"A lack of planning on your part does not constitute an emergency on my part."

I have never heard this before, but I am definitely going to be using at work when incompetents drop a 'rush' job into my QA queue.

February 02, 2007 2:24 AM  
Blogger bmillios said...

David ... Awesome site, really. I've been lurking, sucking up the info. Already blew this month's budget on various and sundry stuff to get the doodads I need to get off-camera flash.

I especially like it when you talk about the process you go through for a job, including the settings on your camera. This is HUGE.

Now, about Chipotle. I used to rank them at the top of the list - until I went to Salt Lake City, and my brother-in-law turned me onto Cafe Rio. The pork burrito, done enchilada style (extra sauce and cheese on top, then briefly baked) is enough to cause the Pavlov effect to kick in.

But here in the DC Metro area, you're right - Chipotle rules.

February 02, 2007 1:39 PM  
Anonymous Anonymous said...

Come on guys! you're welcome to come to Tijuana anytime to taste the real deal with burritos, tortas, enchiladas and all that stuff... I mean mexican food in the US is good (real good actually), but oh so different than the food here in Mexico.

February 03, 2007 8:21 PM  
Anonymous Jon said...

bmillios - I considered mentioning Cafe Rio but declined for some reason. Fantastic food. There are now a number of knockoffs that I think are just as good and a couple bucks per meal cheaper.

But my favorite here in Salt Lake is actually older than Cafe Rio: Barbacoa. Football size burritos any way you want them. SO incredibly good. Unfortunately they seem to favor the east bench so those of us who work on the west side have to "settle" for Cafe Rio.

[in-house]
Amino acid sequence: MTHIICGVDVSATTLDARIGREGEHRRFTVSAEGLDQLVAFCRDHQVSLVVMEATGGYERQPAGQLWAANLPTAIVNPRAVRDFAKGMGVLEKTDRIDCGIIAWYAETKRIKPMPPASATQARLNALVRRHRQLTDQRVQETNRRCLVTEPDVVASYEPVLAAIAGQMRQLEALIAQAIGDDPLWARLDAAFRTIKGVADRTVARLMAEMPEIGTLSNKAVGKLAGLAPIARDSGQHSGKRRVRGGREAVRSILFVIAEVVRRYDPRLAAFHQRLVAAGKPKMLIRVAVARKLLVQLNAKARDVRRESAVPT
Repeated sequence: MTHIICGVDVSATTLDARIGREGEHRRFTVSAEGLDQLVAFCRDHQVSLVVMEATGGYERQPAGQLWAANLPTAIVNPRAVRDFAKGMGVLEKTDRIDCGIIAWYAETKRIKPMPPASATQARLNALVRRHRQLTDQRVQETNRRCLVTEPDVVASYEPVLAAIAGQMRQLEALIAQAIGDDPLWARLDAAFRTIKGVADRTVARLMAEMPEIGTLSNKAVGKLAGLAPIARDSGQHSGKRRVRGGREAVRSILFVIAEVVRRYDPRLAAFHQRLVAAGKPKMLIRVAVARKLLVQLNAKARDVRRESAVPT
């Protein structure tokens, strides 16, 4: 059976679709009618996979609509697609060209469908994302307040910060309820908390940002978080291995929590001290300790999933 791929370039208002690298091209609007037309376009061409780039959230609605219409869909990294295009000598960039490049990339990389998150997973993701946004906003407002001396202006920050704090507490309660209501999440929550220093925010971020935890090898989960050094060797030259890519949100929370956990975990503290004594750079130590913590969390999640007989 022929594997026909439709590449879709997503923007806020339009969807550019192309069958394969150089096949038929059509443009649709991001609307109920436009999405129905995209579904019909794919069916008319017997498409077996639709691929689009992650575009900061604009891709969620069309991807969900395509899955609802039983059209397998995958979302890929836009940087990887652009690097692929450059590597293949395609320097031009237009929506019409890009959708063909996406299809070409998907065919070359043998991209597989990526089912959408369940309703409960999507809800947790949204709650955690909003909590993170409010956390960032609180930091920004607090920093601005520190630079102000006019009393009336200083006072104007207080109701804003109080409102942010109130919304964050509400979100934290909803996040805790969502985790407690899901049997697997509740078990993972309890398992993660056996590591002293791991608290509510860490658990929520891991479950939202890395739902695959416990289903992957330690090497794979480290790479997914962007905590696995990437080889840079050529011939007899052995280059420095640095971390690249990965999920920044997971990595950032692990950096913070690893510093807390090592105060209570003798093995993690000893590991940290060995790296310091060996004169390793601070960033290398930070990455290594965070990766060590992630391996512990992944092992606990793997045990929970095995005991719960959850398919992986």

I suppose it could be worse.

Next time I'm in DC I'll have to try Chipotle. I was just there. Why didn't anyone tell me before I went?

- Jon

February 04, 2007 11:32 AM  
Anonymous Anonymous said...

Great shots of my baby takes a great photographer to get her to agree to participate in a photo session! She looks fantastic!

February 21, 2007 12:33 AM  
Blogger LG said...

Delighted I found this post David, I'm about do a social portraiture shoot for a college assignment at a climbing centre.

You've inspired me greatly, cheers.

December 21, 2008 12:12 PM  
Anonymous Lee said...

Does your backlight really rim people?

January 20, 2009 4:36 PM  
Blogger Go Share Your Faith said...

I have a question:
You said:

Tearing down is always faster than setting up, and I was out of there in about 30 minutes total. An hour later (over a mouth-watering birthday lunch at Chipotle) the photos were transmitted to the paper.

I'm surprised that you send your photos to their destination without reviewin them on a screen larger than the camera's that what you are doing?

If so....Why?

January 11, 2012 2:43 PM  
Blogger David Hobby said...

@Tim Tebowy Guy-

Nope, I would not do that. But I can eat a burrito in one hand and edit on a laptop in the other.


January 11, 2012 3:54 PM